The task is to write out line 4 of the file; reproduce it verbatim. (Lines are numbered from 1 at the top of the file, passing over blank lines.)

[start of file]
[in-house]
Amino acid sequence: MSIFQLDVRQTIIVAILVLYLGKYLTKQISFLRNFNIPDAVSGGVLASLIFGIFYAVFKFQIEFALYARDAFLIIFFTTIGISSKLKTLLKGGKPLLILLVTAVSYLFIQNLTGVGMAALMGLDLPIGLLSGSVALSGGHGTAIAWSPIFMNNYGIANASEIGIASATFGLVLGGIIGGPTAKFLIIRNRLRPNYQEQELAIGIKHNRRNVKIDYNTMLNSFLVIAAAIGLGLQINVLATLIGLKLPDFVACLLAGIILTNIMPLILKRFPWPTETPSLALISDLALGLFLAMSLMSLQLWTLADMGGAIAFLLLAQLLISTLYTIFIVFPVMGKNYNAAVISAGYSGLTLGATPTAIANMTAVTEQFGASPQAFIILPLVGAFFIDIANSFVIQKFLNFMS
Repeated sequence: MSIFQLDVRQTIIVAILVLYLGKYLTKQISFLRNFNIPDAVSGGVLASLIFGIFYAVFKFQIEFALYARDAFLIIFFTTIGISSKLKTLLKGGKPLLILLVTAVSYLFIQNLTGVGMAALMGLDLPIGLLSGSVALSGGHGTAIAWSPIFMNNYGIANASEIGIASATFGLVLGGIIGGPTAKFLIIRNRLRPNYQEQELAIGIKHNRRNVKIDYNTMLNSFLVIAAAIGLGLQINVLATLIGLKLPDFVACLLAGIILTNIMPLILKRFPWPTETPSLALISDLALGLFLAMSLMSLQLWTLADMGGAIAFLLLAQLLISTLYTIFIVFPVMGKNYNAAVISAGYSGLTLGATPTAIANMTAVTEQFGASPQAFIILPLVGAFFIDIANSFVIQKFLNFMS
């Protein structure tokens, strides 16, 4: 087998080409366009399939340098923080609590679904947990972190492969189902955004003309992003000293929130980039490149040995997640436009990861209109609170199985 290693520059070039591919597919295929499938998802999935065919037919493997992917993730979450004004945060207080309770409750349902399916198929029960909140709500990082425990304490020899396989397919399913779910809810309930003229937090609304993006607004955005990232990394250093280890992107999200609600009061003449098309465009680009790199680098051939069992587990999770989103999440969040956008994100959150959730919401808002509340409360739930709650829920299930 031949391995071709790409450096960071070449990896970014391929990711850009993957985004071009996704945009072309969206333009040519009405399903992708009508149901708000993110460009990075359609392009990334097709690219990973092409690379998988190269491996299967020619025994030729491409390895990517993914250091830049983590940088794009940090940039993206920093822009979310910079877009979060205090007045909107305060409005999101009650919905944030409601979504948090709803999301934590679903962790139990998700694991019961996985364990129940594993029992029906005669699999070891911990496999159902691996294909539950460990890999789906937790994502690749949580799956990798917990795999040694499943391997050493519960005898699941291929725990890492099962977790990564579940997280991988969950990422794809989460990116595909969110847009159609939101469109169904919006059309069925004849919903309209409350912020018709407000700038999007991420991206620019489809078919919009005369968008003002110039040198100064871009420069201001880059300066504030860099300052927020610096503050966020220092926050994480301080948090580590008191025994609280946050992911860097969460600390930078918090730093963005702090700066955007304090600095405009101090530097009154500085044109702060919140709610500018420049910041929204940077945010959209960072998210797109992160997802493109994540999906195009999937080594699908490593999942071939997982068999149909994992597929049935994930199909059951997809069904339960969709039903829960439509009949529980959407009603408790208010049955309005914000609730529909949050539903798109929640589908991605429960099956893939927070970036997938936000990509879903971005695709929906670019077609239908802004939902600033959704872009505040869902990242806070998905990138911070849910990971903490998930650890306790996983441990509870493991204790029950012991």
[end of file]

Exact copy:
């Protein structure tokens, strides 16, 4: 087998080409366009399939340098923080609590679904947990972190492969189902955004003309992003000293929130980039490149040995997640436009990861209109609170199985 290693520059070039591919597919295929499938998802999935065919037919493997992917993730979450004004945060207080309770409750349902399916198929029960909140709500990082425990304490020899396989397919399913779910809810309930003229937090609304993006607004955005990232990394250093280890992107999200609600009061003449098309465009680009790199680098051939069992587990999770989103999440969040956008994100959150959730919401808002509340409360739930709650829920299930 031949391995071709790409450096960071070449990896970014391929990711850009993957985004071009996704945009072309969206333009040519009405399903992708009508149901708000993110460009990075359609392009990334097709690219990973092409690379998988190269491996299967020619025994030729491409390895990517993914250091830049983590940088794009940090940039993206920093822009979310910079877009979060205090007045909107305060409005999101009650919905944030409601979504948090709803999301934590679903962790139990998700694991019961996985364990129940594993029992029906005669699999070891911990496999159902691996294909539950460990890999789906937790994502690749949580799956990798917990795999040694499943391997050493519960005898699941291929725990890492099962977790990564579940997280991988969950990422794809989460990116595909969110847009159609939101469109169904919006059309069925004849919903309209409350912020018709407000700038999007991420991206620019489809078919919009005369968008003002110039040198100064871009420069201001880059300066504030860099300052927020610096503050966020220092926050994480301080948090580590008191025994609280946050992911860097969460600390930078918090730093963005702090700066955007304090600095405009101090530097009154500085044109702060919140709610500018420049910041929204940077945010959209960072998210797109992160997802493109994540999906195009999937080594699908490593999942071939997982068999149909994992597929049935994930199909059951997809069904339960969709039903829960439509009949529980959407009603408790208010049955309005914000609730529909949050539903798109929640589908991605429960099956893939927070970036997938936000990509879903971005695709929906670019077609239908802004939902600033959704872009505040869902990242806070998905990138911070849910990971903490998930650890306790996983441990509870493991204790029950012991």